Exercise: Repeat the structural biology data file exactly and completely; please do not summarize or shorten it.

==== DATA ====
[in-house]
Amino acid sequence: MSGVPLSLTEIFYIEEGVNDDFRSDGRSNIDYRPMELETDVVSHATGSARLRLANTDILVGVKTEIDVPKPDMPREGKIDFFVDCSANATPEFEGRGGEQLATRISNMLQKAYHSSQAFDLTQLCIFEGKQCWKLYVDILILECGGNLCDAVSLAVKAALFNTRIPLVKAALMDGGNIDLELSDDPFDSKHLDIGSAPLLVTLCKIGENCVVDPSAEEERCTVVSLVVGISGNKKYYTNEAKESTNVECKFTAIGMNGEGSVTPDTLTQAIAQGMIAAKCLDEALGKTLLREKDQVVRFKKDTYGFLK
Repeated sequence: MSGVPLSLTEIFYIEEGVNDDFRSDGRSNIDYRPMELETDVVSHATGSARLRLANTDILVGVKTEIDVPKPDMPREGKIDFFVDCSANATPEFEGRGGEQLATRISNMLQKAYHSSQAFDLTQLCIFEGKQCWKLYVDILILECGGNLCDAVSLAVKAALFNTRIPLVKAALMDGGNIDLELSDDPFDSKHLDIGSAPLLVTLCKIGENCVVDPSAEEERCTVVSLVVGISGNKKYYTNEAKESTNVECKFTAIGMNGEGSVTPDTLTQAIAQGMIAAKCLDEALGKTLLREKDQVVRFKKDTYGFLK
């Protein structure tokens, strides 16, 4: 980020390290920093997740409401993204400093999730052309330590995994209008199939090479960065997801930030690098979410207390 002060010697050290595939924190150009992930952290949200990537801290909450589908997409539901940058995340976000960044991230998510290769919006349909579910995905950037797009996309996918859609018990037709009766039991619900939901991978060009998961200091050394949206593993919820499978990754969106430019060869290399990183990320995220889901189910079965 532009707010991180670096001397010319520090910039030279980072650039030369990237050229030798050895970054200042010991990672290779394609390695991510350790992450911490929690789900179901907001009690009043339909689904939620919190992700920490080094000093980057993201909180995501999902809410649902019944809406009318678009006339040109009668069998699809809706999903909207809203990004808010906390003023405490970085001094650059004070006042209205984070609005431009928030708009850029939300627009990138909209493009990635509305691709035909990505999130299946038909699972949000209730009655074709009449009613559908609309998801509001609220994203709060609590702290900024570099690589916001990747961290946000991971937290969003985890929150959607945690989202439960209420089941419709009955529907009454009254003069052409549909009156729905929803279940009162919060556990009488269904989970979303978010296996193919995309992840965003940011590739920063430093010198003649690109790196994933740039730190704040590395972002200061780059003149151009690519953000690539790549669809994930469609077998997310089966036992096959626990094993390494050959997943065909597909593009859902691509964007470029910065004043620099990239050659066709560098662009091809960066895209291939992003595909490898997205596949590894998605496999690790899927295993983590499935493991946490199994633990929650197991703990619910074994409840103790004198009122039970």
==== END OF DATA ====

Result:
[in-house]
Amino acid sequence: MSGVPLSLTEIFYIEEGVNDDFRSDGRSNIDYRPMELETDVVSHATGSARLRLANTDILVGVKTEIDVPKPDMPREGKIDFFVDCSANATPEFEGRGGEQLATRISNMLQKAYHSSQAFDLTQLCIFEGKQCWKLYVDILILECGGNLCDAVSLAVKAALFNTRIPLVKAALMDGGNIDLELSDDPFDSKHLDIGSAPLLVTLCKIGENCVVDPSAEEERCTVVSLVVGISGNKKYYTNEAKESTNVECKFTAIGMNGEGSVTPDTLTQAIAQGMIAAKCLDEALGKTLLREKDQVVRFKKDTYGFLK
Repeated sequence: MSGVPLSLTEIFYIEEGVNDDFRSDGRSNIDYRPMELETDVVSHATGSARLRLANTDILVGVKTEIDVPKPDMPREGKIDFFVDCSANATPEFEGRGGEQLATRISNMLQKAYHSSQAFDLTQLCIFEGKQCWKLYVDILILECGGNLCDAVSLAVKAALFNTRIPLVKAALMDGGNIDLELSDDPFDSKHLDIGSAPLLVTLCKIGENCVVDPSAEEERCTVVSLVVGISGNKKYYTNEAKESTNVECKFTAIGMNGEGSVTPDTLTQAIAQGMIAAKCLDEALGKTLLREKDQVVRFKKDTYGFLK
């Protein structure tokens, strides 16, 4: 980020390290920093997740409401993204400093999730052309330590995994209008199939090479960065997801930030690098979410207390 002060010697050290595939924190150009992930952290949200990537801290909450589908997409539901940058995340976000960044991230998510290769919006349909579910995905950037797009996309996918859609018990037709009766039991619900939901991978060009998961200091050394949206593993919820499978990754969106430019060869290399990183990320995220889901189910079965 532009707010991180670096001397010319520090910039030279980072650039030369990237050229030798050895970054200042010991990672290779394609390695991510350790992450911490929690789900179901907001009690009043339909689904939620919190992700920490080094000093980057993201909180995501999902809410649902019944809406009318678009006339040109009668069998699809809706999903909207809203990004808010906390003023405490970085001094650059004070006042209205984070609005431009928030708009850029939300627009990138909209493009990635509305691709035909990505999130299946038909699972949000209730009655074709009449009613559908609309998801509001609220994203709060609590702290900024570099690589916001990747961290946000991971937290969003985890929150959607945690989202439960209420089941419709009955529907009454009254003069052409549909009156729905929803279940009162919060556990009488269904989970979303978010296996193919995309992840965003940011590739920063430093010198003649690109790196994933740039730190704040590395972002200061780059003149151009690519953000690539790549669809994930469609077998997310089966036992096959626990094993390494050959997943065909597909593009859902691509964007470029910065004043620099990239050659066709560098662009091809960066895209291939992003595909490898997205596949590894998605496999690790899927295993983590499935493991946490199994633990929650197991703990619910074994409840103790004198009122039970």